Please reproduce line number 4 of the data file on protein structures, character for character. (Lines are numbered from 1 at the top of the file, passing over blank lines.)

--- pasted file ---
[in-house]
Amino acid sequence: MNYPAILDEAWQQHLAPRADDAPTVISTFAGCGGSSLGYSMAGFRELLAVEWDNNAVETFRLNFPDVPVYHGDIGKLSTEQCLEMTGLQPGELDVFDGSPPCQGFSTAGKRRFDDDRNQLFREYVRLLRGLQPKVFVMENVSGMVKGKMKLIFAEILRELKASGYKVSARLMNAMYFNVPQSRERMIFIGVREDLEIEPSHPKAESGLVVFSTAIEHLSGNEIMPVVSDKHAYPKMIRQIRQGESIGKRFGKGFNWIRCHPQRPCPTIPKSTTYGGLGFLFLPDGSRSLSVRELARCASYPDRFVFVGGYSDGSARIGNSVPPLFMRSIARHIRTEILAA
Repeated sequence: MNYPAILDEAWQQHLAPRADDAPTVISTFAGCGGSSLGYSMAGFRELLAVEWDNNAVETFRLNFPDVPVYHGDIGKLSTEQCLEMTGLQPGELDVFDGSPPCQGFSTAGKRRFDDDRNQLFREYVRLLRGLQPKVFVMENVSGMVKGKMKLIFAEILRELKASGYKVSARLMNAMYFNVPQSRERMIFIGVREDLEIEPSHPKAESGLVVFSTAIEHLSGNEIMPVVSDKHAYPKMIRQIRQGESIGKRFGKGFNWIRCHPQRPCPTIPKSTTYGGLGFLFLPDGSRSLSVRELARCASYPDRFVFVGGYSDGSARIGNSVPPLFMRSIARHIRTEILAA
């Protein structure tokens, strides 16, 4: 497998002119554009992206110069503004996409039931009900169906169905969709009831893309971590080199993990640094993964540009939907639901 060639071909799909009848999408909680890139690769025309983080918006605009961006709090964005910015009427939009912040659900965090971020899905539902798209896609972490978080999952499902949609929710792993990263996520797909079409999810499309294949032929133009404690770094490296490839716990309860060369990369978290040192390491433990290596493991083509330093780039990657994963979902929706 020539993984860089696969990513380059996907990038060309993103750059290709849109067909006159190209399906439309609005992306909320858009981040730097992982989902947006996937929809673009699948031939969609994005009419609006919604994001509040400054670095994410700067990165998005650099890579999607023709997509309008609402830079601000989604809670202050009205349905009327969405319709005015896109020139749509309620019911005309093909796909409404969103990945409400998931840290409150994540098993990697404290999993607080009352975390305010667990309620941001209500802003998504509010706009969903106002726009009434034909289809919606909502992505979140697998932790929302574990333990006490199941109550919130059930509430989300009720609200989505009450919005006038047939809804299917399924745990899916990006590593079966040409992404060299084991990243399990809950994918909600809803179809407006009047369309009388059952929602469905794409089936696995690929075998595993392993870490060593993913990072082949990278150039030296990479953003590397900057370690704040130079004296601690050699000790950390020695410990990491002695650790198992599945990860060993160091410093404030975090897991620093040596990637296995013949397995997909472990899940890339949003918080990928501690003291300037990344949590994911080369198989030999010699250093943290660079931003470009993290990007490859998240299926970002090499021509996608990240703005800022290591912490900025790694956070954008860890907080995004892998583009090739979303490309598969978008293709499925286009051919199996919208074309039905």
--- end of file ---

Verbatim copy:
């Protein structure tokens, strides 16, 4: 497998002119554009992206110069503004996409039931009900169906169905969709009831893309971590080199993990640094993964540009939907639901 060639071909799909009848999408909680890139690769025309983080918006605009961006709090964005910015009427939009912040659900965090971020899905539902798209896609972490978080999952499902949609929710792993990263996520797909079409999810499309294949032929133009404690770094490296490839716990309860060369990369978290040192390491433990290596493991083509330093780039990657994963979902929706 020539993984860089696969990513380059996907990038060309993103750059290709849109067909006159190209399906439309609005992306909320858009981040730097992982989902947006996937929809673009699948031939969609994005009419609006919604994001509040400054670095994410700067990165998005650099890579999607023709997509309008609402830079601000989604809670202050009205349905009327969405319709005015896109020139749509309620019911005309093909796909409404969103990945409400998931840290409150994540098993990697404290999993607080009352975390305010667990309620941001209500802003998504509010706009969903106002726009009434034909289809919606909502992505979140697998932790929302574990333990006490199941109550919130059930509430989300009720609200989505009450919005006038047939809804299917399924745990899916990006590593079966040409992404060299084991990243399990809950994918909600809803179809407006009047369309009388059952929602469905794409089936696995690929075998595993392993870490060593993913990072082949990278150039030296990479953003590397900057370690704040130079004296601690050699000790950390020695410990990491002695650790198992599945990860060993160091410093404030975090897991620093040596990637296995013949397995997909472990899940890339949003918080990928501690003291300037990344949590994911080369198989030999010699250093943290660079931003470009993290990007490859998240299926970002090499021509996608990240703005800022290591912490900025790694956070954008860890907080995004892998583009090739979303490309598969978008293709499925286009051919199996919208074309039905």